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Relevance and Peril

Each year, my 50 year journey through scripture seems more personally perilous, due to its endless relevance.

Allow me to explain. The text certainly does not change, though I have resourced various versions over the years, now for over 15 years, reading the NIV version. I am now in II Kings.

This mornings peril comes as the Spirit points out a seemingly new revelation within a quite familiar texts, one well baked into my theology.

Given a lifetime of evangelical and literal orientation to scripture, I am already feeling heretic-like, as my mind prepares its thoughts.

This morning, decades of admiration for Hezekiah seemed tainted, now that my aging frame is beginning to give focus to legacy, and in particular, the impact of my life on future offspring.

In my past, Hezekiah had always provided good altar call material. If you are of an other persuasion than evangelical, that was a time at the end of the sermon, when folk were called to repentance and a time for confession, even empowerment by the Spirit. Often times, at least among Pentecostals, healing lines would form, with testimonies at times truly impactful!

More often however, it became a strategic tool to bring emotional alignment with the pastor and deacons, such that the church congregation might be adequately resourced and its programs flourish.

Back to Hezekiah, and his moment of anguish as he was being told by the prophet Isaiah of impending death. This caused him to cry out to God! In my day, that as well was a convenient entrée to a solid evangelical altar call. There a firebrand preacher would have focused on the story of him showing the enemy everything in his possession. This was followed by an Isaiah-like rebuke for our sinful recklessness. As well as a subtle congregational rebuke could even reach the level of Deacon, if there were mavericks on the church board!

You may now understand the early reference to personal peril as I candidly unpack my thoughts this a.m, given those evangelicals who may be reading this blog.

The real relevance for my life came when I read verse 20:16-19, which revealed the true heart of Hezekiah, though to my knowledge, seldom pointed out, at least often enough for me to have internalized its significance:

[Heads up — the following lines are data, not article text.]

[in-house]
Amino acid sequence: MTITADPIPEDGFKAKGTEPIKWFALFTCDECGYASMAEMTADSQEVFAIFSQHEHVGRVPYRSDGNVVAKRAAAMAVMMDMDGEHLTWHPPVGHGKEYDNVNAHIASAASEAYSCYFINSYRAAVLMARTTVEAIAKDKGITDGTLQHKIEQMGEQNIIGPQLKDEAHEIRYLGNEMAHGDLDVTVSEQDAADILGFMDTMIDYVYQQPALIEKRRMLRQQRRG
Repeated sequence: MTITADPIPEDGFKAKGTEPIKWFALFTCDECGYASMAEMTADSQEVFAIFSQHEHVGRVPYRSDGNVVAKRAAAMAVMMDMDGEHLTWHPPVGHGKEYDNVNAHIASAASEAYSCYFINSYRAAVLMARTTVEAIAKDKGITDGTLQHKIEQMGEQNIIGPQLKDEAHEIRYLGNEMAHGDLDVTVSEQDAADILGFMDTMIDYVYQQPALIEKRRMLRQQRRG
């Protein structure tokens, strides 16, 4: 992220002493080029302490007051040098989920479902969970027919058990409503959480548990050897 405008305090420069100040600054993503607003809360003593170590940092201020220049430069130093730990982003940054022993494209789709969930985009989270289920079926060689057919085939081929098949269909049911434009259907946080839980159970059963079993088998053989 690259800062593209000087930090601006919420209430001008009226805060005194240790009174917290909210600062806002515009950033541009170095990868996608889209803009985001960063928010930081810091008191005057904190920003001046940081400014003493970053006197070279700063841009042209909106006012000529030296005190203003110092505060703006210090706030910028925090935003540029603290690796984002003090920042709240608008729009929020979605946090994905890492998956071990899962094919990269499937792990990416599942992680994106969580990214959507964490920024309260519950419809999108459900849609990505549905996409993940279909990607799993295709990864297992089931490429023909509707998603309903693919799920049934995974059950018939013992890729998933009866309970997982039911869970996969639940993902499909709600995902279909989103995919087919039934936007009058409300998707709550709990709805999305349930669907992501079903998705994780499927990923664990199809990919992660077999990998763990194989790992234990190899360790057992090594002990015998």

16Then Isaiah said to Hezekiah, "Hear the word of the LORD: 17The time will surely come when everything in your palace, and all that your predecessors have stored up until this day, will be carried off to Babylon. Nothing will be left, says the LORD. 18And some of your descendants, your own flesh and blood who will be born to you, will be taken away, and they will become eunuchs in the palace of the king of Babylon." 19"The word of the LORD you have spoken is good," Hezekiah replied. For he thought, "Will there not be peace and security in my lifetime?"

Hezekiah's concern was more for his own skin than the nation of Judah, though chapters before, he had torn his clothing and worn sackcloth; symbolic of true spiritual repentance in that day. This might even have national relevance for America?

Certainly the earlier letter from Sennacherib, laid before the Lord in prayer per II Kings 19:20-35, was a moment that seemed effective , somewhat of a spiritual high fo Hezekiah. One that for me had long masked the reality of his inner self.

Until this a.m., I was never aware of the deep and horrible consequence contained within II Kings 21:1-6:

"Manasseh was twelve years old when he became king, and he reigned in Jerusalem fifty-five years. His mother's name was Hephzibah. 2He did evil in the eyes of the LORD, following the detestable practices of the nations the LORD had driven out before the Israelites. 3He rebuilt the high places his father Hezekiah had destroyed; he also erected altars to Baal and made an Asherah pole, as Ahab king of Israel had done. He bowed down to all the starry hosts and worshiped them. 4He built altars in the temple of the LORD, of which the LORD had said, "In Jerusalem I will put my Name." 5In the two courts of the temple of the LORD, he built altars to all the starry hosts. 6He sacrificed his own son in the fire, practiced divination, sought omens, and consulted mediums and spiritists. He did much evil in the eyes of the LORD, arousing his anger."

Hezekiah's spiritual condition, his selfish concern for peace and prosperity in his lifetime, regardless of impact on future generations is herein manifested.

Manasseh sacrificed his very son, Hezekiah's grandson "in the fire!" You might reread vs. 20:18, as Hezekiah had earlier heard Isaiah prophesy these words:

18 And some of your descendants, your own flesh and blood who will be born to you, will be taken away, and they will become eunuchs in the palace of the king of Babylon.”

This now causes me even deeprr concern, and a desire to reassess my own lifetime of engagement with so many. Yes, I too was likely absent or distracted at times from my family during self percieved "critical moments of urgency and mission!"

More probable, a deeply selfish concern for my own sense of gratification and my passionate sense of calling, becoming selfish when inconvenienced, even by one's family.

I pray the Lord have mercy on the lives of those who follow in my footsteps.

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